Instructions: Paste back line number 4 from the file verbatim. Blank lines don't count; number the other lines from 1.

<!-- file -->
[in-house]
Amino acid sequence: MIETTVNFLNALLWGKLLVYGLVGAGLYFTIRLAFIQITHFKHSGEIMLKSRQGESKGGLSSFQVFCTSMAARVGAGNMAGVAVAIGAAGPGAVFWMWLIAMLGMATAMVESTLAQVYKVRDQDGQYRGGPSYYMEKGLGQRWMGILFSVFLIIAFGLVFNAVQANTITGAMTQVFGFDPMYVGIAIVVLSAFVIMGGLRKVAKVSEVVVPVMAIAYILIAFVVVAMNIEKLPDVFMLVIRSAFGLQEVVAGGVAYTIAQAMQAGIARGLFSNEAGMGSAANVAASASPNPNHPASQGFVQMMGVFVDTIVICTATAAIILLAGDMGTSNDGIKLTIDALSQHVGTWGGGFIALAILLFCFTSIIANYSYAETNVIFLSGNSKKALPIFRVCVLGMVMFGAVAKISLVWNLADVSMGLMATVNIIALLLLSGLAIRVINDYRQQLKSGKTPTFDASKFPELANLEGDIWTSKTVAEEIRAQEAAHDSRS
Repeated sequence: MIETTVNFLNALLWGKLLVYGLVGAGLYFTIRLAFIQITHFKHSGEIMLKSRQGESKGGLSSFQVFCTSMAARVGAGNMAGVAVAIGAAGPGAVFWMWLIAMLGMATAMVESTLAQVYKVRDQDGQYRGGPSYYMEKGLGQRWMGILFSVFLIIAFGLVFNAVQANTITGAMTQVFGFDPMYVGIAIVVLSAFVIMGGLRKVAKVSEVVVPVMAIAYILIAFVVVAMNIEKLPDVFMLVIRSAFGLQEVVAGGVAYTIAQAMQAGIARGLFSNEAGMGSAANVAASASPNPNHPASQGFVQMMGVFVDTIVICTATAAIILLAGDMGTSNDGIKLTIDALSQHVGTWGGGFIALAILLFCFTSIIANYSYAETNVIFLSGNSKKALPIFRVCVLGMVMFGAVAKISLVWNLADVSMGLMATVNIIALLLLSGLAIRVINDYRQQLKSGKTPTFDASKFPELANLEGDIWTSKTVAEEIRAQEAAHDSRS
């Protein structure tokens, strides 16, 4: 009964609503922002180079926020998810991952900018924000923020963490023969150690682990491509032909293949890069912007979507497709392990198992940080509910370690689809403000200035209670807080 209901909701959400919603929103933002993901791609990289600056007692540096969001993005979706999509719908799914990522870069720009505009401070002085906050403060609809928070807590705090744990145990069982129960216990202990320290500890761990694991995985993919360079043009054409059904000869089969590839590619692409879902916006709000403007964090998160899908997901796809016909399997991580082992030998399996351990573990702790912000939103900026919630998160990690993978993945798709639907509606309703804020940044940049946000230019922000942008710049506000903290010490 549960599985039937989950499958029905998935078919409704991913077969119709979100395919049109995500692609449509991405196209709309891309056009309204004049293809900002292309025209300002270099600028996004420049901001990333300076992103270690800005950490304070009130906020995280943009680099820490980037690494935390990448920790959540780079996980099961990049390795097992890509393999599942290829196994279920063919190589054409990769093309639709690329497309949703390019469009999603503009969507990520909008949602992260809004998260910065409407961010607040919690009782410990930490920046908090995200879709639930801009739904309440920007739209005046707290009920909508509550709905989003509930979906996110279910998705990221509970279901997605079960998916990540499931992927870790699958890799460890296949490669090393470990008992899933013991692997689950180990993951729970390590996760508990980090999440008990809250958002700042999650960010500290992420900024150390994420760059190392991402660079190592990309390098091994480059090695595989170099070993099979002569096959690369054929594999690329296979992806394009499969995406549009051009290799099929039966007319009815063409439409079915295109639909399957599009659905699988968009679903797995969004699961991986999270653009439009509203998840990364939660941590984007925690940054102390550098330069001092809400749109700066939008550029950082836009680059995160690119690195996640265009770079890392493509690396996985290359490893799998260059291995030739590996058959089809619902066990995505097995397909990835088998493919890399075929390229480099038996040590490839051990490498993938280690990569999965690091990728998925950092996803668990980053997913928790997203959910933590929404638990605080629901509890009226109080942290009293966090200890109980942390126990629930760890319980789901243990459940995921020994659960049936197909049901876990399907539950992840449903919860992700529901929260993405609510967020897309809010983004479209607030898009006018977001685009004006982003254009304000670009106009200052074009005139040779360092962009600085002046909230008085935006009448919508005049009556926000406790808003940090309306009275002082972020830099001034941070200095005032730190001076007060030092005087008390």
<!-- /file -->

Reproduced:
């Protein structure tokens, strides 16, 4: 009964609503922002180079926020998810991952900018924000923020963490023969150690682990491509032909293949890069912007979507497709392990198992940080509910370690689809403000200035209670807080 209901909701959400919603929103933002993901791609990289600056007692540096969001993005979706999509719908799914990522870069720009505009401070002085906050403060609809928070807590705090744990145990069982129960216990202990320290500890761990694991995985993919360079043009054409059904000869089969590839590619692409879902916006709000403007964090998160899908997901796809016909399997991580082992030998399996351990573990702790912000939103900026919630998160990690993978993945798709639907509606309703804020940044940049946000230019922000942008710049506000903290010490 549960599985039937989950499958029905998935078919409704991913077969119709979100395919049109995500692609449509991405196209709309891309056009309204004049293809900002292309025209300002270099600028996004420049901001990333300076992103270690800005950490304070009130906020995280943009680099820490980037690494935390990448920790959540780079996980099961990049390795097992890509393999599942290829196994279920063919190589054409990769093309639709690329497309949703390019469009999603503009969507990520909008949602992260809004998260910065409407961010607040919690009782410990930490920046908090995200879709639930801009739904309440920007739209005046707290009920909508509550709905989003509930979906996110279910998705990221509970279901997605079960998916990540499931992927870790699958890799460890296949490669090393470990008992899933013991692997689950180990993951729970390590996760508990980090999440008990809250958002700042999650960010500290992420900024150390994420760059190392991402660079190592990309390098091994480059090695595989170099070993099979002569096959690369054929594999690329296979992806394009499969995406549009051009290799099929039966007319009815063409439409079915295109639909399957599009659905699988968009679903797995969004699961991986999270653009439009509203998840990364939660941590984007925690940054102390550098330069001092809400749109700066939008550029950082836009680059995160690119690195996640265009770079890392493509690396996985290359490893799998260059291995030739590996058959089809619902066990995505097995397909990835088998493919890399075929390229480099038996040590490839051990490498993938280690990569999965690091990728998925950092996803668990980053997913928790997203959910933590929404638990605080629901509890009226109080942290009293966090200890109980942390126990629930760890319980789901243990459940995921020994659960049936197909049901876990399907539950992840449903919860992700529901929260993405609510967020897309809010983004479209607030898009006018977001685009004006982003254009304000670009106009200052074009005139040779360092962009600085002046909230008085935006009448919508005049009556926000406790808003940090309306009275002082972020830099001034941070200095005032730190001076007060030092005087008390």